Honesty. It’s a lovely word, isn’t it? And so are the equivalent virtues that come along with it. Integrity. Honor. Truthfulness. Sincerity. Goodness. I like to think that most of us strive to be honest. But we’re only human, which makes the act of honesty difficult. Especially when we need to deliver a painful truth. I was listening to Billy Joel’s song “Honesty” on repeat one evening while I was taking my nightly bath. With a tub full of lavender-scented suds and aromatherapy oil that claimed to “relieve stress,” I was trying to wash away the fresh wounds of a heartbreak. Someone was honest with me. Maybe too honest - if there is such a thing. And the words of their honesty were difficult for me to digest. In my somber state, I found the melody and lyrics of the piano man’s music to be comforting. And so I hit “repeat song” on my playlist to drown out the chatter in my head and the pain in my heart. Billy’s music kept my emotions steady. And it got me to thinking... Is honesty always necessary?
I can’t remember the first time I told a lie. It probably happened when I was six years old and my mother asked me if I drank all of my milk at dinner. I’m sure I said yes, even though I found a way to dump most of it down the drain. I always hated the taste of milk, even with chocolate or strawberry syrup. I do recall the first time I told a lie and was caught in the coverup. I was in the seventh grade and I failed my math test. My teacher instructed me to have my test paper signed by one of my parents after I corrected all of my mistakes. I was typically a rule follower. And I didn’t like to get into trouble. I feared death on the bus ride home that day (which actually translated into the likelihood of being grounded for a weekend and missing the upcoming skating party at the local roller rink). And so I broke the rules and tried to get away with a lie. I found a piece of paper with my father’s signature and I traced his name onto my math exam. I didn’t like the way the forged signature looked at first, so I erased it and traced “Dr. Raymond Vecchio” a few more times before I thought it looked just right. You should have seen that paper! It was a mess! Eraser marks, faint pencil lines poorly traced by a pen, and shaky penmanship. But for some reason, my 13-year-old-self still decided to turn in that fake signature rather than fess up to the truth at home. I’ll be honest, I was nervous when I handed in my signed math exam the next day. And I’m sure I was wearing the lie on my face. My paper was most certainly divulging the truth - my father did not sign my test paper. Of course I was busted. Which led to double punishment - a detention at school and being grounded at home. In this case, the truth would have saved me at least half of my punishment.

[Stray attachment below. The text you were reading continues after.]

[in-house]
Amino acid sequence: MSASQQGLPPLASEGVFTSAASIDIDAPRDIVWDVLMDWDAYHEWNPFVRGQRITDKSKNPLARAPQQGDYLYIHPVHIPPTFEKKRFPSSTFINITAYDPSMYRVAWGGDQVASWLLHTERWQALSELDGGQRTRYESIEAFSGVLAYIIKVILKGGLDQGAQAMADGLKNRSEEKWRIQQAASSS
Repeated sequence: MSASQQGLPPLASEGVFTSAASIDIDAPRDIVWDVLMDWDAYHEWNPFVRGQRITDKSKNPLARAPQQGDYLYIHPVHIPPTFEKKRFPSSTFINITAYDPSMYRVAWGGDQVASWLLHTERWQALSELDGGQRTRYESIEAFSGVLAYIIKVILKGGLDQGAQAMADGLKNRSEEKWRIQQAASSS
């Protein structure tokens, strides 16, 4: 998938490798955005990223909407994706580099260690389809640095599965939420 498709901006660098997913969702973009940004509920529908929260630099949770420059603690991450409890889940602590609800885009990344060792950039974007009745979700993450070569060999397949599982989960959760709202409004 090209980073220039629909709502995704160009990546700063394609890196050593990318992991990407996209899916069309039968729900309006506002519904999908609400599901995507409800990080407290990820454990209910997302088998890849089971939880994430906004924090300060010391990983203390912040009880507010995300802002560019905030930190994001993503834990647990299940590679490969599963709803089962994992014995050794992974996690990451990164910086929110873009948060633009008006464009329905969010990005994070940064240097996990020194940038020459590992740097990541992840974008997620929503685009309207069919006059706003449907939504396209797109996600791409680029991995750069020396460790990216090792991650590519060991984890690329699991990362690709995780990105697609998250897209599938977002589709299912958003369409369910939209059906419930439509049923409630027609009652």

Honesty. Sometimes it’s a scary word, isn’t it? We fear the punishment that comes along with the truth. Whether that means having something we desire taken away, hurting someone’s feelings, worrying that someone won’t like us, or getting into trouble. Telling the truth can be hard. But being honest ultimately feels better because then you have nothing to hide. There is freedom in honesty.
So back to that initial question - Is honesty always necessary? Billy sings a line in his song: I don’t want some pretty face to tell me pretty lies. All I want is someone to believe. I’m not sure about you, but I’ve had pretty faces tell me lies (and some of them were ugly too). But my favorite relationships - whether they were romantic or platonic - have always been rooted in honesty. There’s comfort in knowing that you can look another person in the eye and always know that you can believe what they’re saying. And if it becomes a relationship where their honesty hurts, maybe the words they speak are a blessing. It’s always better to be able to handle the truth than be burdened with a lie.